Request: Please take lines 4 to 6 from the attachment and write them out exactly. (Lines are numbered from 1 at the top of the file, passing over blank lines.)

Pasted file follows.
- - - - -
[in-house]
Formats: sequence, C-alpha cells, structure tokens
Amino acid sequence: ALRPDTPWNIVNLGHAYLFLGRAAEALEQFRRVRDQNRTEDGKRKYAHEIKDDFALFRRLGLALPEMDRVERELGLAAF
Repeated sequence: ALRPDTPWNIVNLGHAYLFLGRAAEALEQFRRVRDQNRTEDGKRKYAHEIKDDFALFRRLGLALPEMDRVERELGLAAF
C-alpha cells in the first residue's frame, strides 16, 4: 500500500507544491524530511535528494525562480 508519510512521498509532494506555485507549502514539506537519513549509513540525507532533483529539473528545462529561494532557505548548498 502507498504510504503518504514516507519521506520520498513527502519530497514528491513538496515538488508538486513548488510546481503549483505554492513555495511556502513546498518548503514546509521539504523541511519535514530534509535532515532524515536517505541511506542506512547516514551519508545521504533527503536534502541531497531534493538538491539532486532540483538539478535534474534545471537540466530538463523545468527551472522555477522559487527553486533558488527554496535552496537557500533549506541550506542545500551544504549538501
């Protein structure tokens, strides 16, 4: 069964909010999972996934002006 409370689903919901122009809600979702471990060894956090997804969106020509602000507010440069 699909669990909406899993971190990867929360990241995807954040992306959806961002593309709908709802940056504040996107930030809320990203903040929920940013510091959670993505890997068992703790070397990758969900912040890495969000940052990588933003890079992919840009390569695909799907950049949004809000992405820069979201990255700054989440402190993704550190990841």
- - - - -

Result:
Repeated sequence: ALRPDTPWNIVNLGHAYLFLGRAAEALEQFRRVRDQNRTEDGKRKYAHEIKDDFALFRRLGLALPEMDRVERELGLAAF
C-alpha cells in the first residue's frame, strides 16, 4: 500500500507544491524530511535528494525562480 508519510512521498509532494506555485507549502514539506537519513549509513540525507532533483529539473528545462529561494532557505548548498 502507498504510504503518504514516507519521506520520498513527502519530497514528491513538496515538488508538486513548488510546481503549483505554492513555495511556502513546498518548503514546509521539504523541511519535514530534509535532515532524515536517505541511506542506512547516514551519508545521504533527503536534502541531497531534493538538491539532486532540483538539478535534474534545471537540466530538463523545468527551472522555477522559487527553486533558488527554496535552496537557500533549506541550506542545500551544504549538501
């Protein structure tokens, strides 16, 4: 069964909010999972996934002006 409370689903919901122009809600979702471990060894956090997804969106020509602000507010440069 699909669990909406899993971190990867929360990241995807954040992306959806961002593309709908709802940056504040996107930030809320990203903040929920940013510091959670993505890997068992703790070397990758969900912040890495969000940052990588933003890079992919840009390569695909799907950049949004809000992405820069979201990255700054989440402190993704550190990841």